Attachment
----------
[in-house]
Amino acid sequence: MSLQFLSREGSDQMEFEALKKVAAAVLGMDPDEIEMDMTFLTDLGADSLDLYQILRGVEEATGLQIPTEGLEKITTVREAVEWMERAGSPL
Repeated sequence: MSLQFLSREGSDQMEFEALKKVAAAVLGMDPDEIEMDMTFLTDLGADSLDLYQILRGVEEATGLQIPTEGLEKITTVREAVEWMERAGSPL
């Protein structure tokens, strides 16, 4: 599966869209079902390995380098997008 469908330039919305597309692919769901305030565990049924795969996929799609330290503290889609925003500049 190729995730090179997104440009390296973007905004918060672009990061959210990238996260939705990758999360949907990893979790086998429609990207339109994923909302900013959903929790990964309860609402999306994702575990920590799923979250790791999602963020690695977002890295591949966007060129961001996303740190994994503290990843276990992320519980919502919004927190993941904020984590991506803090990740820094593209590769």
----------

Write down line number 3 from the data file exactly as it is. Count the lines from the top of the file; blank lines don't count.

Repeated sequence: MSLQFLSREGSDQMEFEALKKVAAAVLGMDPDEIEMDMTFLTDLGADSLDLYQILRGVEEATGLQIPTEGLEKITTVREAVEWMERAGSPL